Compensation Policies and Practices as They Relate to Risk Management

    7  

Business Conduct and Ethics

    7  

Board and Committee Information

    8  

Communications with the Board

    8  

Director Independence

    8  

Board Leadership Structure

    8  

Executive Sessions

    8  

Attendance at Annual Meetings

    8  

Committees

    9  

Audit Committee

    9  

Compensation Committee

    9  

Nominating and Corporate Governance Committee

    10  

Compensation Committee Interlocks and Insider Participation

    11  

DIRECTOR COMPENSATION

    11  

Non-Employee Director Compensation

    11  

Director Compensation Table

    12  

SECURITY OWNERSHIP OF CERTAIN BENEFICIAL OWNERS AND MANAGEMENT AND RELATED STOCKHOLDER MATTERS

    13  

SECTION 16(A) BENEFICIAL OWNERSHIP REPORTING COMPLIANCE

    14  

CERTAIN RELATIONSHIPS AND RELATED TRANSACTIONS

    14  

Policies and Procedures with Respect to Related Transactions

    14  

Related Person Transactions

    15  

PROPOSAL 2: RATIFICATION OF THE APPOINTMENT OF INDEPENDENT REGISTERED PUBLIC ACCOUNTING FIRM

    18  

AUDIT COMMITTEE REPORT

    19  

PRINCIPAL ACCOUNTING FEES AND SERVICES

    20  

Audit Committee Pre-Approval Policy

    20  

COMPENSATION COMMITTEE REPORT ON EXECUTIVE COMPENSATION

    21  

COMPENSATION DISCUSSION AND ANALYSIS

    21  

EXECUTIVE SUMMARY

    21  

2018 Business Highlights

    21  

Compensation Decisions

    22  

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  Page
Number
 

How Our Compensation Program Works

    23  

Components of Our Pay

    23  

Consideration of Say on Pay Results

    24  

EXECUTIVE COMPENSATION PHILOSOPHY AND PROGRAM OBJECTIVES

    25  

EXECUTIVE COMPENSATION PROGRAM ELEMENTS

    25  

Base Salaries

    25  

Annual Incentive Program

    26  

Payout Opportunities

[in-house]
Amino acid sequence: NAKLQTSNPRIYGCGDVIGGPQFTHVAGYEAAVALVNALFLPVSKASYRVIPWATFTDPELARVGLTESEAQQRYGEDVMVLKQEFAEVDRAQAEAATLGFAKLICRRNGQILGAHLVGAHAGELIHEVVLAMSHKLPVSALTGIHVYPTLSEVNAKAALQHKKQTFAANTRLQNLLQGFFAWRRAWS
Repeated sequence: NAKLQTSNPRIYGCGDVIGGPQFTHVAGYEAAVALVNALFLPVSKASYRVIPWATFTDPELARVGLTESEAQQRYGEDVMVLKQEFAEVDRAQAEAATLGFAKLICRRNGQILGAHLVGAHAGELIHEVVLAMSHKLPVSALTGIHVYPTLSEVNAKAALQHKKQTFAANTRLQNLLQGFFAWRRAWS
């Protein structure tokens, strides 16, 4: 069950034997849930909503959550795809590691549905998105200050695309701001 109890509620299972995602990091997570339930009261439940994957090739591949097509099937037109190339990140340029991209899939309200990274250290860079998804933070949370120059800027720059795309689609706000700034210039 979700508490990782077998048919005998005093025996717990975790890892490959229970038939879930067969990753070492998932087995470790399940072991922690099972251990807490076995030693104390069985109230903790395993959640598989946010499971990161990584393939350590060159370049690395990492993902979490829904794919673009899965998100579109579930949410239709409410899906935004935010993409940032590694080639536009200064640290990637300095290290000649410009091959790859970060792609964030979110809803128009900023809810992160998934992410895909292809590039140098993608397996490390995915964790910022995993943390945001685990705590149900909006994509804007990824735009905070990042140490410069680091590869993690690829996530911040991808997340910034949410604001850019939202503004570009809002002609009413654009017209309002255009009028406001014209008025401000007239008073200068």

26  

2018 Performance Goals

    26  

2018 Payouts

    27  

Equity-Based Incentive Compensation Program

    27  

2018 Equity Grants

    28  

Restricted Stock Units

    28  

Performance Stock Units

    28  

COMPENSATION SETTING PROCESS

    29  

Independent Compensation Consultant

    29  

2018 Peer Group

    29  

OTHER COMPENSATION PRACTICES

    30  

Compensation Clawback Policy

    30  

Executive Stock Ownership Guidelines

    30  

Anti-Hedging Policy

    30  

Retirement Benefits

    30  

Non-Qualified Deferred Compensation Program

    31  

Severance and Other Benefits Upon Termination of Employment

    31  

Tax and Accounting

    31  

EXECUTIVE COMPENSATION

    32  

Summary Compensation Table

    32  

Grants of Plan-Based Awards

    35  

Outstanding Equity Awards as of December 31, 2018

    36  

Option Exercises and Stock Vested

    39  

Pension Benefits

    39  

Pension and Other Retirement Plans

    40  

Nonqualified Deferred Compensation

    41  

Potential Payments Upon Termination or Change of Control

    43  

Employment Agreements

    43  

Equity Compensation Plan Information

    45  

Pay Ratio Disclosure

    45  

PROPOSAL 3: NON-BINDING ADVISORY VOTE TO APPROVE COMPENSATION OF NAMED EXECUTIVE OFFICERS

    46  

OTHER INFORMATION

    46  

STOCKHOLDER PROPOSALS

    47  

AVAILABILITY OF REPORT ON FORM 10-K

    47  

APPENDIX A

    A-1  

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PROXY STATEMENT




PROXY SUMMARY

        This summary highlights selected information and does not contain all of the information that you should consider in deciding how to vote. You should read the entire proxy statement carefully before voting.

2019 ANNUAL MEETING OF STOCKHOLDERS

Time and Date:

 

8:00 a.m. (Central Time), Friday, May 3, 2019

Place:

 

AMC Theatre Support Center, located at One AMC Way, 11500 Ash Street, Leawood, Kansas 66211

Record Date:

 

March 13, 2019

Voting:

 

As of the record date, holders of our Class A common stock are entitled to one vote per share and holders of our Class B common stock are entitled to three votes per share.

Voting Recommendations

Agenda Item
  Board Vote
Recommendation
Proposal No. 1:    

Election to our Board of Directors the following two nominees for terms expiring at the 2022 Annual Meeting:

   

Mr. Adam M. Aron and Mr. Lee E. Wittlinger

  FOR each Director
Nominee

Proposal No. 2:

 

 

Ratification of the appointment of KPMG LLP as our independent registered public accounting firm for 2019.

  FOR

Proposal No. 3:

 

 

Non-binding advisory vote to approve the compensation of named executive officers (the "say-on-pay vote").

  FOR


GENERAL INFORMATION